In the de Bruin household, pigeon racing is a family affair.
When Roel de Bruin walks through the loft where he keeps his birds, the drumming of his footsteps keeps time to the symphony of coos from the dozens of racing pigeons which call the space home.
De Bruin is the president of the Sudbury Racing Pigeon Club, the small but diehard group of 13 Sudburians who still practise the ancient art of pigeon racing.
He became involved with the sport four years ago.
“That's my hobby,” he says.
But it's not only his hobby. De Bruin shares his interest with both his wife and son.
Each member of the family keeps racing pigeons and compete against each other, and against other members of the Sudbury Racing Pigeon Club.
The races are interesting in that, it is not really a spectator sport. De Bruin explains that the birds are loaded into a trailer, which can hold up to 880 birds, then are taken outside of the city to another location or community.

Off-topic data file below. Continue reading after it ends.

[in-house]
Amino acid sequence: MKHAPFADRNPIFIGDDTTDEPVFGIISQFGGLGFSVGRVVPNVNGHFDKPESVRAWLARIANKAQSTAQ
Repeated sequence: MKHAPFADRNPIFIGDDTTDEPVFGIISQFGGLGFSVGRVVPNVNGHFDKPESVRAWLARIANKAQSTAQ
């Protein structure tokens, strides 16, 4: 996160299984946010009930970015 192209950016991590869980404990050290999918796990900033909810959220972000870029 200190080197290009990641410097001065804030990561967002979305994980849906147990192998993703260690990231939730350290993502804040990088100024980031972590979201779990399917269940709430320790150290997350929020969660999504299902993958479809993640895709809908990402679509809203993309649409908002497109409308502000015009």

Once at the starting point, the birds are released and, true to their ability, the pigeons hone in on their homes and shoot off in that direction.
The winner is judged by the speed it travels back to its home.
De Bruin says keeping pigeons is a commitment, as it is not all about simply feeding the birds — although with a flock of hungry creatures that can be quite a job.
“It's not for everybody,” he said.
And while other animal owners might worry about their animal becoming lost or injured, few — except maybe chihuahua owners — have to worry about predatory birds.
De Bruin does. He loses about 20 pigeons a year to hawks.